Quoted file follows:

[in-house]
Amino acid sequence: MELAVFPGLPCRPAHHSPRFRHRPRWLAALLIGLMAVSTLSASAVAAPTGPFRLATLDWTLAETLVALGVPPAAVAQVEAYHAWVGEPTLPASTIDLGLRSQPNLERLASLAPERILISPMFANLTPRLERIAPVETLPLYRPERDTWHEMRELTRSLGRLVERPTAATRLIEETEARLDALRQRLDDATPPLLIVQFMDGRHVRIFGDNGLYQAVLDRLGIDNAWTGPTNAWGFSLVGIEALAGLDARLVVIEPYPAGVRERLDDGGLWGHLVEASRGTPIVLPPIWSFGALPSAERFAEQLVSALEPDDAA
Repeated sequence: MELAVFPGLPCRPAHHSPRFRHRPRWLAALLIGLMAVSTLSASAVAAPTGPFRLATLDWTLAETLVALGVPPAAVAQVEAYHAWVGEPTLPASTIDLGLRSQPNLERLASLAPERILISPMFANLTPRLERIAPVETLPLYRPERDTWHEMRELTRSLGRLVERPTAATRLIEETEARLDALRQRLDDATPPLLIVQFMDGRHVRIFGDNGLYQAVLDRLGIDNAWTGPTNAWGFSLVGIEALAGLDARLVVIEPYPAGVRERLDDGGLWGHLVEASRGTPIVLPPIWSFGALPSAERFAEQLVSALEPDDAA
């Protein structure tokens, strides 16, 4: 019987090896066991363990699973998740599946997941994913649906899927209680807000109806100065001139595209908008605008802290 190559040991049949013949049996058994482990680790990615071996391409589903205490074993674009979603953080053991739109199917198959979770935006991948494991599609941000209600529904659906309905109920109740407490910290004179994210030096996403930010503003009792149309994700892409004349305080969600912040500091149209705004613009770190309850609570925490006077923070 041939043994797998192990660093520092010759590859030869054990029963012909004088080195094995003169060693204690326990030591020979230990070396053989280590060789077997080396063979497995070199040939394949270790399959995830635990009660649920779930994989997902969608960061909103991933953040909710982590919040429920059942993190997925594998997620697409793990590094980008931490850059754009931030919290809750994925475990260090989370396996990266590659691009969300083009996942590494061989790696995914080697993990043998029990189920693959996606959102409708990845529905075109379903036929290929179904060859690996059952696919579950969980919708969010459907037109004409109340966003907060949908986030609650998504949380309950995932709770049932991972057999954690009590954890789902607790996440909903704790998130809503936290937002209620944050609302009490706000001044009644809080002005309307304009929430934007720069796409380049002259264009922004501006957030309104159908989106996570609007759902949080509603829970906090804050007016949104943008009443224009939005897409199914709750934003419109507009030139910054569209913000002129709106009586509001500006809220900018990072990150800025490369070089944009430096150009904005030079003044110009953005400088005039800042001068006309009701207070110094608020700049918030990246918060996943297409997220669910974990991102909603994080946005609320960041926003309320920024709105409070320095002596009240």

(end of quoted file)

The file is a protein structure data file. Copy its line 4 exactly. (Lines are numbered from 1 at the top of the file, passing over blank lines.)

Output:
């Protein structure tokens, strides 16, 4: 019987090896066991363990699973998740599946997941994913649906899927209680807000109806100065001139595209908008605008802290 190559040991049949013949049996058994482990680790990615071996391409589903205490074993674009979603953080053991739109199917198959979770935006991948494991599609941000209600529904659906309905109920109740407490910290004179994210030096996403930010503003009792149309994700892409004349305080969600912040500091149209705004613009770190309850609570925490006077923070 041939043994797998192990660093520092010759590859030869054990029963012909004088080195094995003169060693204690326990030591020979230990070396053989280590060789077997080396063979497995070199040939394949270790399959995830635990009660649920779930994989997902969608960061909103991933953040909710982590919040429920059942993190997925594998997620697409793990590094980008931490850059754009931030919290809750994925475990260090989370396996990266590659691009969300083009996942590494061989790696995914080697993990043998029990189920693959996606959102409708990845529905075109379903036929290929179904060859690996059952696919579950969980919708969010459907037109004409109340966003907060949908986030609650998504949380309950995932709770049932991972057999954690009590954890789902607790996440909903704790998130809503936290937002209620944050609302009490706000001044009644809080002005309307304009929430934007720069796409380049002259264009922004501006957030309104159908989106996570609007759902949080509603829970906090804050007016949104943008009443224009939005897409199914709750934003419109507009030139910054569209913000002129709106009586509001500006809220900018990072990150800025490369070089944009430096150009904005030079003044110009953005400088005039800042001068006309009701207070110094608020700049918030990246918060996943297409997220669910974990991102909603994080946005609320960041926003309320920024709105409070320095002596009240």